Zim and Zou are a French graphic design studio, and they like paper a lot. Their recent project Back to Basics sees them replicating vintage technologies like the Polaroid camera and floppy disk in 3D paper form with some jazzy 80s colours to boot. We spoke to Thibault Zimmerman, one half of Zim and Zou, about their paper-loving and whether they’ll be making any workable paper objects in the future.
So what’s the ethos behind your company Zim & Zou?
Zim & Zou is a French graphic design studio based in Nancy, composed of Lucie Thomas and myself, Thibault Zimmermann. We studied graphic design in art school and the studio proposes a contemporary approach to design thanks to a mix of different fields such as paper sculpture, installation, graphic design, illustration, web design etc. We try to promote ‘real’ art in graphic design and advertising, highlighting the aspect of craftsmanship.
What do you think makes your partnership work so well?
Our strength is to be a complementary and polyvalent (Ed - Wow, Chemistry GCSE flashback) duo. At art school we worked on projects separately but when we started to work as freelancers it became more evident. I think it works pretty well because graphic design is more than our job, it’s our passion. As we’ve worked together over the years, we both know our strength and weakness.
What is it about paper that makes you feature it so heavily within your work?
We decided to use paper in many of our projects because not only is it a basic material, accessible for everyone, but because it's a way to show the balance of power between digital and paper production. When today you can read a book on a screen, we needed to create ‘real’ things. The aspect of craftsmanship is really important for us and paper gives us an infinite amount of possibilities.
What inspires your work, and in particular the Back to Basics project?
We've made those papercrafts for several reasons. We tried not to influence people too much by giving keys to this project. A way to let people appropriate our work. Back to Basics has different aspects, at first sight it's a tribute to vintage technologies which marked the technological evolution of the last years, and all the nostalgia of the memories that each have with them. By bringing those ‘dead’ objects back to life, we tried to highlight the very fast evolution of our everyday objects. The devices we use nowadays will, in a few years, be considered as relics too. We wanted to ask a question as well: where will this evolution lead us to?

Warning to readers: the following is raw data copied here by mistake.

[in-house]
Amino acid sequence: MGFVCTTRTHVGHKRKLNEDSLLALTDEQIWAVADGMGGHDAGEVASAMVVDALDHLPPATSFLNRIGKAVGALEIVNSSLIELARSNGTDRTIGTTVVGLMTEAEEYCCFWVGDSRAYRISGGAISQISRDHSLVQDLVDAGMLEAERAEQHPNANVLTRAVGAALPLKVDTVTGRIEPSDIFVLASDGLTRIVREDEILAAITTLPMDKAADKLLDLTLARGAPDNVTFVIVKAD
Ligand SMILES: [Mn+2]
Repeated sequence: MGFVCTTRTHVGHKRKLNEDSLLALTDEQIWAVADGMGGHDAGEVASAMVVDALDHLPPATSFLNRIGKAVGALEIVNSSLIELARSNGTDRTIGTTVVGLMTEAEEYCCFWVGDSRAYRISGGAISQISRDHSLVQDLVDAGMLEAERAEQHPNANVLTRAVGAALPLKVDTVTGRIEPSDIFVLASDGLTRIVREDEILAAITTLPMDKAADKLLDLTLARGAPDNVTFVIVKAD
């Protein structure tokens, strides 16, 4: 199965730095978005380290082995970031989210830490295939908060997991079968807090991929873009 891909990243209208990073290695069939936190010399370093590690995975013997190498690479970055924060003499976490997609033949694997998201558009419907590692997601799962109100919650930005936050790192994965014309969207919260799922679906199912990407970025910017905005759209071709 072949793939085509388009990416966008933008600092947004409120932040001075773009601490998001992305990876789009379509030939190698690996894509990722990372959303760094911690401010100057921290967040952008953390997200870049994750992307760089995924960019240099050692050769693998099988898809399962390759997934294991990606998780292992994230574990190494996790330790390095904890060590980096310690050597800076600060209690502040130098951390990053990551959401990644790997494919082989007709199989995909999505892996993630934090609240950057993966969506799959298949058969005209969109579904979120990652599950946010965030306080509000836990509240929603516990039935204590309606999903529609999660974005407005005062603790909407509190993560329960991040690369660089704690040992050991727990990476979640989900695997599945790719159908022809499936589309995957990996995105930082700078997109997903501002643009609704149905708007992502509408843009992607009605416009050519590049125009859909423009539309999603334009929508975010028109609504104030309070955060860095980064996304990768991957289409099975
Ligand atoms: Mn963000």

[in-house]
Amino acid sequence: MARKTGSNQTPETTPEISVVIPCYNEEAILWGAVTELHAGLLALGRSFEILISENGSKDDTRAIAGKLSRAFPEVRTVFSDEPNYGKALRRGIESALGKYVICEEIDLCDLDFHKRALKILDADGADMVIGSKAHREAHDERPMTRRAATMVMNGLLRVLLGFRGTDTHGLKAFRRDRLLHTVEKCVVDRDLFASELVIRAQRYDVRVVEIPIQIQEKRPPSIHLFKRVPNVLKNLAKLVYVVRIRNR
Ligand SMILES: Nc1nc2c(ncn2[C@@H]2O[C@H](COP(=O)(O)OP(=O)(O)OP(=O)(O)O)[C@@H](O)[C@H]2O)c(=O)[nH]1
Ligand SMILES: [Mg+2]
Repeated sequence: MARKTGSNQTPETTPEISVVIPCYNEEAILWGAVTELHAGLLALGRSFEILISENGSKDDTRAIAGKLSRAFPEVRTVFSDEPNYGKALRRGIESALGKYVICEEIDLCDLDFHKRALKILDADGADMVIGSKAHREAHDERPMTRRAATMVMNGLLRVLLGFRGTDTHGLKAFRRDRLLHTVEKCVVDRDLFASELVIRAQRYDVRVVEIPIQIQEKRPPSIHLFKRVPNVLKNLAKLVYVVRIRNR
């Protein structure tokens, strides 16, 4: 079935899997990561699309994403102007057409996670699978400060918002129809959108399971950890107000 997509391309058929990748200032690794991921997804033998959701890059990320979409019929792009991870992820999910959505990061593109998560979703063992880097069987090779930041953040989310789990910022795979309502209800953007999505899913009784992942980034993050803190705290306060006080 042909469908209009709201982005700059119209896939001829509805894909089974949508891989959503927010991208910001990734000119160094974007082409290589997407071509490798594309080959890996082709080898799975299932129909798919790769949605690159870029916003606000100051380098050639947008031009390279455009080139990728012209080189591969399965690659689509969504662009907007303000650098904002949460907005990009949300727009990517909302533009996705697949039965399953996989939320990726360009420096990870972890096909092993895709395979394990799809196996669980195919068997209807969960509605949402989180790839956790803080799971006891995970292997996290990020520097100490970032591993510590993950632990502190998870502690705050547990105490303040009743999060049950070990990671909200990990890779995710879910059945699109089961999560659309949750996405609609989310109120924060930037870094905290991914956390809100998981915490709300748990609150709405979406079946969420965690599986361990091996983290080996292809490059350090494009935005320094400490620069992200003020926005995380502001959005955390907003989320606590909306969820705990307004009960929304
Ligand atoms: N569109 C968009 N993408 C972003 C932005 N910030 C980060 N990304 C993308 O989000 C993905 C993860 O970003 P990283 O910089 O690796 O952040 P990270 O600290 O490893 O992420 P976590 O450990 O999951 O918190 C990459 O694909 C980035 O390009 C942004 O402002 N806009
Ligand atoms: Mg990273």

What inspired us personally for this project are the original objects themselves. Every day we use some of those objects, such as the Polaroid camera and we often play Tetris on the original grey Gameboy.
Your Back to Basics series reminds us of forgotten technologies in bold 80s colours, is there a link between this nostalgia and the fact that it’s all made out of paper?
Paper is very important in this project. Nowadays, the use of paper for communication is less important than a few years ago. We are in a transition phase between print culture and electronic/digital culture. We wanted to confront those two medias.
You both must have a lot of patience, how long does it take to complete one object, for instance the Polaroid camera? What’s your process?
The whole project took about a year between client’s works. It's pretty hard to say because sometimes we had to put this project on standby in order to work for commissions. For example the Polaroid camera was one of the hardest patterns to create because of its particular shape. We took about two full days without the details. Considering the whole object I think it took about two full weeks. About our process we've made a making of video ('Behind the Scene') with close-up shots on the creation process. We did everything by hand, limiting use of computers to the minimum.
Will you be adding to the series? Or are you starting a new project now?
We planned to create new objects for the Back to Basics series. But as we don't want to lock ourselves in one particular project, we'll continue to experiment other things before finishing this series totally. Our next objects will be slightly bigger.
Would you ever consider trying to make a workable paper object?
We’ve thought about it, but we found that paper is so fragile that it can't be manipulated without being damaged. For example we did a USB tape. And to be honest we found it more interesting the fact that the objects are not working, it places the user into a spectator position, a way to see the object out of its function.
Have you ever thought of selling kits and nets of your pieces for people to make at home?
As all the objects here are only made once we can't sell them for the moment. And as we tried to use the computer as little as we could, we don't have any papercraft kit. We wanted to turn an industrial object into a unique handmade craft. We took pictures before finalizing the objects, so it may help a bit if you want to create some homemade papercraft!
You use sustainable paper to make your creations, is this an important part of your business? What happens to the scraps of paper that are not used?
Of course, it's very important for us when using paper to be very careful about recycling and waste. That's why since we started to work together we decided to keep all the scraps so later we’ll make an installation using all those different random shapes. A way to transform waste into art.
For more of Zim and Zou's paper wonders, visit their website here